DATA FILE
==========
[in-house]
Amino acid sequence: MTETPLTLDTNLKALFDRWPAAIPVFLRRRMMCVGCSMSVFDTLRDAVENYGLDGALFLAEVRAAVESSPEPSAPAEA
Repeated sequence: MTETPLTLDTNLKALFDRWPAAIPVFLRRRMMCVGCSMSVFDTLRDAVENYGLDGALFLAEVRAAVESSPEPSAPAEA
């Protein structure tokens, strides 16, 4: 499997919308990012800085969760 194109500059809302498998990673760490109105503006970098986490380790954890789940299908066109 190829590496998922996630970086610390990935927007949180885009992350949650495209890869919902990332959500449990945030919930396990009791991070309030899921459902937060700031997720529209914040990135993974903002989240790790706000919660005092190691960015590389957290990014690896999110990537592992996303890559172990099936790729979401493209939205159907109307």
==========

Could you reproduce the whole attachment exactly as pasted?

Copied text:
[in-house]
Amino acid sequence: MTETPLTLDTNLKALFDRWPAAIPVFLRRRMMCVGCSMSVFDTLRDAVENYGLDGALFLAEVRAAVESSPEPSAPAEA
Repeated sequence: MTETPLTLDTNLKALFDRWPAAIPVFLRRRMMCVGCSMSVFDTLRDAVENYGLDGALFLAEVRAAVESSPEPSAPAEA
């Protein structure tokens, strides 16, 4: 499997919308990012800085969760 194109500059809302498998990673760490109105503006970098986490380790954890789940299908066109 190829590496998922996630970086610390990935927007949180885009992350949650495209890869919902990332959500449990945030919930396990009791991070309030899921459902937060700031997720529209914040990135993974903002989240790790706000919660005092190691960015590389957290990014690896999110990537592992996303890559172990099936790729979401493209939205159907109307």